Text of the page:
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Students learn how to generate and describe arithmetic and geometric sequences on a position-to-term basis. Learning progresses from plotting and reading coordinates in the first quadrant to describing geometric sequences using the nth term.

This unit takes place in Term 4 of Year 10 and is followed by the equations of straight line graphs.

- Use simple formulae
- Generate and describe linear number sequences
- Express missing number problems algebraically

- Pupils need to be able to use symbols and letters to represent variables and unknowns in mathematical situations that they already understand, such as:
- missing numbers, lengths, coordinates and angles
- formulae in mathematics and science
- equivalent expressions (for example, a + b = b + a)
- generalisations of number patterns

- Generate terms of a sequence from either a term-to-term or a position-to-term rule
- Recognise and use sequences of triangular, square and cube numbers, simple arithmetic progressions, Fibonacci type sequences, quadratic sequences, and simple geometric progressions ( r<sup<n where n is an integer, and r is a rational number > 0 or a surd) and other sequences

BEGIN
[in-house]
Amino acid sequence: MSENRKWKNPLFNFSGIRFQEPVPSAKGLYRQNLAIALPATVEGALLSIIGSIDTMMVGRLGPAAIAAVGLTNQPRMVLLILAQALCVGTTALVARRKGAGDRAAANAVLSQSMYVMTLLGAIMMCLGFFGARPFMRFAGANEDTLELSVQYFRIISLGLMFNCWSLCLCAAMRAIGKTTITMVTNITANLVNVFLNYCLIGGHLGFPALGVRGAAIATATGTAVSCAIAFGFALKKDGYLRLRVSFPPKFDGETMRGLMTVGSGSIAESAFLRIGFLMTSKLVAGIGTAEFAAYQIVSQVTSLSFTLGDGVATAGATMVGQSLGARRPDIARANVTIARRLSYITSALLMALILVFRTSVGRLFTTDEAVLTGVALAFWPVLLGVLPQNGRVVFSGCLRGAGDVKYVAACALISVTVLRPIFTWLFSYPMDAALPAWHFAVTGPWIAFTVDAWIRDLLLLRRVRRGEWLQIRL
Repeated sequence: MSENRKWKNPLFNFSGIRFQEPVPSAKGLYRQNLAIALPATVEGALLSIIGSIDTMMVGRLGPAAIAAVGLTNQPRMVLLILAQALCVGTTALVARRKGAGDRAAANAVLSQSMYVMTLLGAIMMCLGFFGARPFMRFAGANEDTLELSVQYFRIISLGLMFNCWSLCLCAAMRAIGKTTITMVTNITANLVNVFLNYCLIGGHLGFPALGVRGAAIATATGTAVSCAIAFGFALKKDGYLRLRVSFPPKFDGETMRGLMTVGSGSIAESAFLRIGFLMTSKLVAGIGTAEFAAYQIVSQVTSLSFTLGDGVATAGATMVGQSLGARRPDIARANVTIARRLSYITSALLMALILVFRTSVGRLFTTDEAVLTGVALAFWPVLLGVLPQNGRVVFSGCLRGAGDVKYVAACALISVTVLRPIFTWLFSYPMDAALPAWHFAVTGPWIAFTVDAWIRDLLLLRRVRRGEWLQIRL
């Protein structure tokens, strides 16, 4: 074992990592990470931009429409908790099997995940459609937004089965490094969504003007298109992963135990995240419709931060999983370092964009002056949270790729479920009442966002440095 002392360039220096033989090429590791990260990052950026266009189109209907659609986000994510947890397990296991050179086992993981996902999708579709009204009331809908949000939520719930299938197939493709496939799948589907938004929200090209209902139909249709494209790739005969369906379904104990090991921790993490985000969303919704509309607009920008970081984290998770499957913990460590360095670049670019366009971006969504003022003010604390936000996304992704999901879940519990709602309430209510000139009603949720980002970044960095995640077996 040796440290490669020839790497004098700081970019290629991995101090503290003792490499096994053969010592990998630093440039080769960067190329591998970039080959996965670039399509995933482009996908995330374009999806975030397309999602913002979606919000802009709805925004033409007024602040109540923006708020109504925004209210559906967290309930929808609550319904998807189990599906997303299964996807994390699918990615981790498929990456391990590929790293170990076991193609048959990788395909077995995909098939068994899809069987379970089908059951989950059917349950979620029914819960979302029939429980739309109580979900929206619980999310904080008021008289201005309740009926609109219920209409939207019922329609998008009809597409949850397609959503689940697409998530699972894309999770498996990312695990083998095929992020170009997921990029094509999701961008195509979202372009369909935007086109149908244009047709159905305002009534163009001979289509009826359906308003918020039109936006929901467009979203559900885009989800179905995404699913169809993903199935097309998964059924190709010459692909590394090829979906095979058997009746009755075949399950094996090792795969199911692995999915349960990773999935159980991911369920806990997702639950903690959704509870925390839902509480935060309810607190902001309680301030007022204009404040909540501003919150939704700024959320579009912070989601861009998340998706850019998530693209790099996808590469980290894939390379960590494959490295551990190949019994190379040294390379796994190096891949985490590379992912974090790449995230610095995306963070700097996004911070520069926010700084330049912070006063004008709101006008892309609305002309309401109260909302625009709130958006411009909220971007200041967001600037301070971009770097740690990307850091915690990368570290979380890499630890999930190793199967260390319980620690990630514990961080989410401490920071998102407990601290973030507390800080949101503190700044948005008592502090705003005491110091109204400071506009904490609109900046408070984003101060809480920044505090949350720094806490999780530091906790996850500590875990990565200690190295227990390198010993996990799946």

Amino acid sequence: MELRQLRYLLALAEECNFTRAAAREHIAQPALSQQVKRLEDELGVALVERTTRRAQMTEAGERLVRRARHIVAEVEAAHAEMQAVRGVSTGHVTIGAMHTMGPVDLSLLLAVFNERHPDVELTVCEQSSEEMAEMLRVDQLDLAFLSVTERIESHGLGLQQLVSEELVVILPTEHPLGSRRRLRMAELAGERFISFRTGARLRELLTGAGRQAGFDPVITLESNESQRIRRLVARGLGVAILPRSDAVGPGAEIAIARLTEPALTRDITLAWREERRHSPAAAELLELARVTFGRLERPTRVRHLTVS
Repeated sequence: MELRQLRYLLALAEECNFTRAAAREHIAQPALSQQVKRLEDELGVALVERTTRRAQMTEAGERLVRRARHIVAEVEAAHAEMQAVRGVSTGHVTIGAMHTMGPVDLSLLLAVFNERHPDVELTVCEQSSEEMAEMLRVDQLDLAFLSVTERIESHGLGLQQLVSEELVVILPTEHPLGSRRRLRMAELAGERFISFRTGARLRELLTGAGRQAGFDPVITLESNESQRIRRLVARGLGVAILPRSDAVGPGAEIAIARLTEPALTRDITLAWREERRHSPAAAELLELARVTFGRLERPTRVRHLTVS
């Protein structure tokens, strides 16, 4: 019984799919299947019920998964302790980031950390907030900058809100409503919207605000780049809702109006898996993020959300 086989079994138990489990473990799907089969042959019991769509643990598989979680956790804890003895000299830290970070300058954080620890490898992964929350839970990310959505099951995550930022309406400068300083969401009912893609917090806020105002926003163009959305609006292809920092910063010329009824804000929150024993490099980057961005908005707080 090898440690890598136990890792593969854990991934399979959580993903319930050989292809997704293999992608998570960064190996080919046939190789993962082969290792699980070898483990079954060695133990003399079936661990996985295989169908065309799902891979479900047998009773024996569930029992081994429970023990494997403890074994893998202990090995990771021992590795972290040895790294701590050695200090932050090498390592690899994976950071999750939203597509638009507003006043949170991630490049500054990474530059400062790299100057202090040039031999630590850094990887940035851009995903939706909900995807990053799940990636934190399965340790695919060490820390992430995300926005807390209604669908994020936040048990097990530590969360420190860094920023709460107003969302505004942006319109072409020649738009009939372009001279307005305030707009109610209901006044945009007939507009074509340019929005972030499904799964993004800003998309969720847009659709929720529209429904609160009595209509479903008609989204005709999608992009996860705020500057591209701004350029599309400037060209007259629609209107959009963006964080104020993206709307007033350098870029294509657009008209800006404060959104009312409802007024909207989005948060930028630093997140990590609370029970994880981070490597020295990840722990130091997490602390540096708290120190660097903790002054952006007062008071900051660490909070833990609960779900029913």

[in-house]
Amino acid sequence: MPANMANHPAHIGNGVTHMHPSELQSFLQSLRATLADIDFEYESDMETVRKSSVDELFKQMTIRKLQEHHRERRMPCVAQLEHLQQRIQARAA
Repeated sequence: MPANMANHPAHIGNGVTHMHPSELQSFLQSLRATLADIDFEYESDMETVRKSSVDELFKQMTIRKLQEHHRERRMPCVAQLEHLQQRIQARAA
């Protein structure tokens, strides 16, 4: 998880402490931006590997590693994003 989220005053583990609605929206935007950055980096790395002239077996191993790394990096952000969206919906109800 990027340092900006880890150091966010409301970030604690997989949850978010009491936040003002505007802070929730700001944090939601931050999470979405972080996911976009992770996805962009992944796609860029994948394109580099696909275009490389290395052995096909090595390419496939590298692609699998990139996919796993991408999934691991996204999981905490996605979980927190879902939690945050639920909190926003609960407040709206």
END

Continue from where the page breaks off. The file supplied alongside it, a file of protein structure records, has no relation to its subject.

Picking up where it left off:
- Deduce expressions to calculate the nth term of linear and quadratic sequences

- The nth term represents a formula to calculate any term a sequence given its position.
- To describe a sequence it is important to consider the differences between each term as this determines the type of pattern.
- Quadratic sequences have a constant second difference. Linear sequences have a constant first difference.
- Geometric sequences share common multiplying factor rather than common difference.
- Whereas a geometric and arithmetic sequence depends on the position of the number in the sequence a recurrence relation depends on the preceding terms.

- Students often show a lack of understanding for what ‘n’ represents.
- A sequence such as 1, 4, 7, 10 is often described as n + 3 rather than 3n – 2.
- Quadratic sequences can involve a linear as well as a quadratic component.
- Calculating the product of negative numbers when producing a table of results can lead to difficulty.
- The nth term for a geometric sequence is in the form ar
^{n-1}rather than ar^{n}. - Students often struggle understanding the notation of recurrence sequences. In particular, using difference values of n for a given term.

March 10, 2019

When calculating the volume of a pyramid we can substitute the values of the length, width and perpendicular height into the formula V = 1/3 lwh. In my experience this is often provided for the students with little explanation as to why a volume of a pyramid is exactly one third the volume of a […]

March 4, 2019

When teaching solving 3D problems using trigonometry we begin the lesson with a recap of Pythagoras’ Theorem and the three trigonometric ratios. We do this by matching the ratio and equations to the respective right-angled triangle. Students are encouraged to work in pairs and to show the diagrams as part of the working out on […]

January 29, 2019

When I teach rounding to a significant figure, I ask the class to discuss in pairs or small groups a definition for the word significant. It is a word that all the students have heard before but not all are able to define. After 2 or 3 minutes of conversation I ask the students to […]